NextCore-generated state-of-the-art TCR-Like antibodies in celiac disease published in Science Immunology.

Aug 23, 2021 | Publications

In a collaboration between researchers in Norway (Oslo University Hospital/University of Oslo and Nextera AS), USA (John Hopkins University) and Australia (Monash University), Nextera’s unique NextCore-Ab technology was employed to generate and characterize extremely sensitive TCR-Like antibodies towards gluten T cell epitopes. Their utility expand insight into celiac disease pathogenesis and opens the door for targeted therapeutic intervention

Gluten-containing food underlies the gastrointestinal (GI) damage of individuals suffering from the autoimmune-like condition celiac disease (CeD). CeD has one of the strongest genetic HLA signatures seen in man, where more than 90% of the patients express the disease-associated HLA class II molecule HLA-DQ2.5. By virtue of a unique capacity to present deamidation modified gluten peptides from food, HLA-DQ2.5+ antigen presenting cells are believed to license pathogenic gluten-specific CD4+ T cells which subsequently orchestrate the aberrant inflammatory GI tissue destruction characteristic of CeD. Exhibiting a Western World prevalence of more than 1% and with an upwards trajectory, there is a need for improved CeD disease mechanism understanding to guide consumer behavior, as well as offering diagnostic and therapeutic options.

Nextera’s unique NextCore-Ab technology was employed to generate and characterize extremely sensitive TCR-Like antibodies towards a pathogenic immunodominant signature gluten T cell epitope seemingly shared across all HLA-DQ2.5+ patients. The picomolar affinity lead antibody 3.C11 efficiently and completely blocked activation and proliferation of gluten-responsive human CD4+ TH cells both in vitro and in TCR/HLA-DQ2.5 transgenic mice in an HLA and epitope-specific manner. When used to characterize pathogenic GI gluten exposure in HLA permissive patients, this ultrasensitive antibody also reinforces previous observations on the importance of B lymphocytes and GI plasma cells as potential T cell licensors driving and underpinning CeD pathogenesis.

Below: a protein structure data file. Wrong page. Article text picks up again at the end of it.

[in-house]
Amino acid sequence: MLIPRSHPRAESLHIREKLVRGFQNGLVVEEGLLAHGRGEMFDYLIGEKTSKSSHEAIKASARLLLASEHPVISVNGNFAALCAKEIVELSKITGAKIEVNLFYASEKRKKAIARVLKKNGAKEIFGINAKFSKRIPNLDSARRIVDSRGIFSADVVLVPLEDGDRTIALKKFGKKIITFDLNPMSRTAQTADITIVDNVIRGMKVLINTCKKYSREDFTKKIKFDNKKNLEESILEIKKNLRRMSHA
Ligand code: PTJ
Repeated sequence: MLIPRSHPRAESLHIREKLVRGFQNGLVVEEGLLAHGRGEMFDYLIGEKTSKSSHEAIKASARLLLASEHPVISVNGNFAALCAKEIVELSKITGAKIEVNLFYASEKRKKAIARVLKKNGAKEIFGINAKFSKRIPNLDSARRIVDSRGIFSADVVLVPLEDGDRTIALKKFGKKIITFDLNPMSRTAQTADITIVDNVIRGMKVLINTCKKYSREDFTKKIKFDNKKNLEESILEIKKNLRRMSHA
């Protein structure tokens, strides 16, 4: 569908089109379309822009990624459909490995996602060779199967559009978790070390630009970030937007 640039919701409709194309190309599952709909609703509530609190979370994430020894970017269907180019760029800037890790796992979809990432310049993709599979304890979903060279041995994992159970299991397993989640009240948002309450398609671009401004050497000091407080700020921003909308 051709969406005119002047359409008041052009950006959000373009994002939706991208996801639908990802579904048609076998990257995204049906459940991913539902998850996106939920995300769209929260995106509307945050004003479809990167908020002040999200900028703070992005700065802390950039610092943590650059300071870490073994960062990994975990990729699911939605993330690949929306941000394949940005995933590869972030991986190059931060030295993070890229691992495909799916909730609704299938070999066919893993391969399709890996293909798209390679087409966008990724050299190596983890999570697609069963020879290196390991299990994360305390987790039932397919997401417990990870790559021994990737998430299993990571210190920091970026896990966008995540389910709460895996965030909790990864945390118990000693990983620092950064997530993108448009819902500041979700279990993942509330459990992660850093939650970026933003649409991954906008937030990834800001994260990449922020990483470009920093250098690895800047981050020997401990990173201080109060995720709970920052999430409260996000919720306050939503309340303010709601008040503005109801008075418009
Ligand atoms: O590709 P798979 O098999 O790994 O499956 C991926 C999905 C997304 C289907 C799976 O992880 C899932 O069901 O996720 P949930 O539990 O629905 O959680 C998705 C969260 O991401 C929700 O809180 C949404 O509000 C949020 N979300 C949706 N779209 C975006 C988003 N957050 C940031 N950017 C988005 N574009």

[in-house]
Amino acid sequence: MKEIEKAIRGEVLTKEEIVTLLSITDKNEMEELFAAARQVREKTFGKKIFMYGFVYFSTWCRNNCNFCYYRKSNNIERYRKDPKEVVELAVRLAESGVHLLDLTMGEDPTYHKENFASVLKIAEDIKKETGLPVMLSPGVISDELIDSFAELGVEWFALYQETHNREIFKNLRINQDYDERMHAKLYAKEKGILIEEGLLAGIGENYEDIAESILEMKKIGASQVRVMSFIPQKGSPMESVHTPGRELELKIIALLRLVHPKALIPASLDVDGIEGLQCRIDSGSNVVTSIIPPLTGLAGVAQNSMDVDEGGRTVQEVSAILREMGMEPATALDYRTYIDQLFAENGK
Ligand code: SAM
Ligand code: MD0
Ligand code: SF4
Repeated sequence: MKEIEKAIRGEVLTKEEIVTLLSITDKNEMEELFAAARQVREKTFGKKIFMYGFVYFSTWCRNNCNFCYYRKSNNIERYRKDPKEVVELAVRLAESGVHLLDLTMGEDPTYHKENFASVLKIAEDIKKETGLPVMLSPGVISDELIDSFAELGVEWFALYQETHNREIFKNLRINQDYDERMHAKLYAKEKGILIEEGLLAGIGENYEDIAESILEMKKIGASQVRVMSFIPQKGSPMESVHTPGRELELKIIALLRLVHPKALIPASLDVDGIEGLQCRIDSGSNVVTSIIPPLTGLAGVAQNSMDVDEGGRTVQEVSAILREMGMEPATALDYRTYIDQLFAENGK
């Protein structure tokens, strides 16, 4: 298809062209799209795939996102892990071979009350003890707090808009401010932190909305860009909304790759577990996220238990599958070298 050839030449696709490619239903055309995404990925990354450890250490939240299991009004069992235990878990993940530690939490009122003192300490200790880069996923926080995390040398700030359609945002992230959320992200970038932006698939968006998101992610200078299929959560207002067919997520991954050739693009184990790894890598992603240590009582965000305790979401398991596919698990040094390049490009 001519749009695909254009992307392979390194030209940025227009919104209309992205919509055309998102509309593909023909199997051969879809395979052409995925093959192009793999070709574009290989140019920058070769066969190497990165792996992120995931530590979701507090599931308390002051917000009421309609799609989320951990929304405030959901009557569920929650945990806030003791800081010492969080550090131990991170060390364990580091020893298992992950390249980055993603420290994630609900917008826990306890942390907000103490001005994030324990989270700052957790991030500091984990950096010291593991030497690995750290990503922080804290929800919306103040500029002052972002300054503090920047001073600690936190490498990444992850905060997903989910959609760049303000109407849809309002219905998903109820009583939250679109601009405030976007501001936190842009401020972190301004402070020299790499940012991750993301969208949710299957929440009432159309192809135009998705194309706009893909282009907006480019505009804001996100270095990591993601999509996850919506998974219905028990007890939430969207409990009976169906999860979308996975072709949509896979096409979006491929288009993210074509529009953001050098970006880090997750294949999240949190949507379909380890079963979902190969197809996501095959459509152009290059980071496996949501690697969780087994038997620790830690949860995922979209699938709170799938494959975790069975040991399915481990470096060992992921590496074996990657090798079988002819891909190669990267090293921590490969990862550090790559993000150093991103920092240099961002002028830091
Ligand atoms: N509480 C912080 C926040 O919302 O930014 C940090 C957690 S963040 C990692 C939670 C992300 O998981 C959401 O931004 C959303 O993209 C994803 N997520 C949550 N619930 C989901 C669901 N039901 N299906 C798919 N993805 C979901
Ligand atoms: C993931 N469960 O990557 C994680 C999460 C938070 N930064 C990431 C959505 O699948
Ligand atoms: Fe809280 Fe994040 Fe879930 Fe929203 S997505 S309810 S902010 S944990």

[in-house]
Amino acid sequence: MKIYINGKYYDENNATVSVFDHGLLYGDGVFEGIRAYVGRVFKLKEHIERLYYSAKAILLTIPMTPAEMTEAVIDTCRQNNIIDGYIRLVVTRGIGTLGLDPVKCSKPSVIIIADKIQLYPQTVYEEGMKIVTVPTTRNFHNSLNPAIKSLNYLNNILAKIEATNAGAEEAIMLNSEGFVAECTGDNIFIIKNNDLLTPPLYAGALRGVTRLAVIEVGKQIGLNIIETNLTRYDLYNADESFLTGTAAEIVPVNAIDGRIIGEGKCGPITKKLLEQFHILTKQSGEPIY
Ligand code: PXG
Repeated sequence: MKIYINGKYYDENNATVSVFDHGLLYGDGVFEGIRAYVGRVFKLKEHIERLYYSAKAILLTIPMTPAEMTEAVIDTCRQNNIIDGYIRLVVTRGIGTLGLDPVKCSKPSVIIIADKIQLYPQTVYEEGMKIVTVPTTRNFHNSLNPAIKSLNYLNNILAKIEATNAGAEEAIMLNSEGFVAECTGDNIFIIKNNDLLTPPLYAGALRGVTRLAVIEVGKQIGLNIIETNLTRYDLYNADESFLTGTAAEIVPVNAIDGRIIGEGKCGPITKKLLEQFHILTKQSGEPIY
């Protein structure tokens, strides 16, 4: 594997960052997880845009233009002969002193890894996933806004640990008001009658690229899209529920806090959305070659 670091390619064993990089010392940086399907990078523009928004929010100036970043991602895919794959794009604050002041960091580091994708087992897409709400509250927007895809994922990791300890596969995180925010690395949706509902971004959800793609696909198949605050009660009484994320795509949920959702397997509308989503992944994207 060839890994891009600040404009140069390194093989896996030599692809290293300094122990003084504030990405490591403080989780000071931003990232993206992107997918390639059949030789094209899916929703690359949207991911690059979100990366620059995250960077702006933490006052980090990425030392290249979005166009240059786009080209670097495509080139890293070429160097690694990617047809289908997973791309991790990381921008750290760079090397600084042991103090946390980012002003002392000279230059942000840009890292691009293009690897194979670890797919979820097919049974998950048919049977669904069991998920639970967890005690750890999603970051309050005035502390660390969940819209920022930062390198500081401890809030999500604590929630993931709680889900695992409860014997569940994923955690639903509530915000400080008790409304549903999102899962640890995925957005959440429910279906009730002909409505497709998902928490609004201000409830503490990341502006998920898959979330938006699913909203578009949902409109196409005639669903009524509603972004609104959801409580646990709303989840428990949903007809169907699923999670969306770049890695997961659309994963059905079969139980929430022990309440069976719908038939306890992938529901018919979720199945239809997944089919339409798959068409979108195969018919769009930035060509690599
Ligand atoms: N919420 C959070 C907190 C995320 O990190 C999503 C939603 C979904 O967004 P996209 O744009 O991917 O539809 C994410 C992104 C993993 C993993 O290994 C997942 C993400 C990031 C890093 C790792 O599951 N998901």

TCR-like antibodies that block immunodominant public T cell epitopes have potential as highly targeted intervention to silence gluten-activated T cell responses without compromising systemic immunity.

TCR-like antibodies represent a new and unique drug class with transformational therapeutic potential employing drug targets by nature only accessible to T cells. What we show in our study is that this highly successful and well-recognized drug class, namely monoclonal antibodies, also may find its place in the growing therapeutic toolbox under investigation in celiac disease. TCR-like antibodies represent a prevailing challenging antibody type in discovery. Thus, we also see this very promising example focused on celiac disease as an important validation of NextCore-Ab and which has gained us confidence in its use to further broadening our portfolio of TCR-like antibodies for therapeutic interventions both in cancer and autoimmunity” CEO/CSO, Dr. Geir Åge Løset says in a comment.

Read the paper here: Frick, et al., Science Immunology 2021